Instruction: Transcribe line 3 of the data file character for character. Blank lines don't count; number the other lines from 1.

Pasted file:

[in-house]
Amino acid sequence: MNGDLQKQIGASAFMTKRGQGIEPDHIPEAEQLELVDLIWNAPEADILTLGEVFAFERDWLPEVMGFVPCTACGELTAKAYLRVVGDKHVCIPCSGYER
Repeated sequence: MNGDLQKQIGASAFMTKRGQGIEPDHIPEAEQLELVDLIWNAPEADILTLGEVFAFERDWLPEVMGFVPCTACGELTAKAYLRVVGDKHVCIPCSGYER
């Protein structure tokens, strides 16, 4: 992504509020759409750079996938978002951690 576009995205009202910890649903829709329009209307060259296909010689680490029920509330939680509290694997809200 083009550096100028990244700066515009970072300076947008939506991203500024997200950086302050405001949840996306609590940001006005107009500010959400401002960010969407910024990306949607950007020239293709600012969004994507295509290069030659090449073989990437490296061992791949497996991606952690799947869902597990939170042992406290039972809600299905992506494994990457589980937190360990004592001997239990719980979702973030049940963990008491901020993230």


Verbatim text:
Repeated sequence: MNGDLQKQIGASAFMTKRGQGIEPDHIPEAEQLELVDLIWNAPEADILTLGEVFAFERDWLPEVMGFVPCTACGELTAKAYLRVVGDKHVCIPCSGYER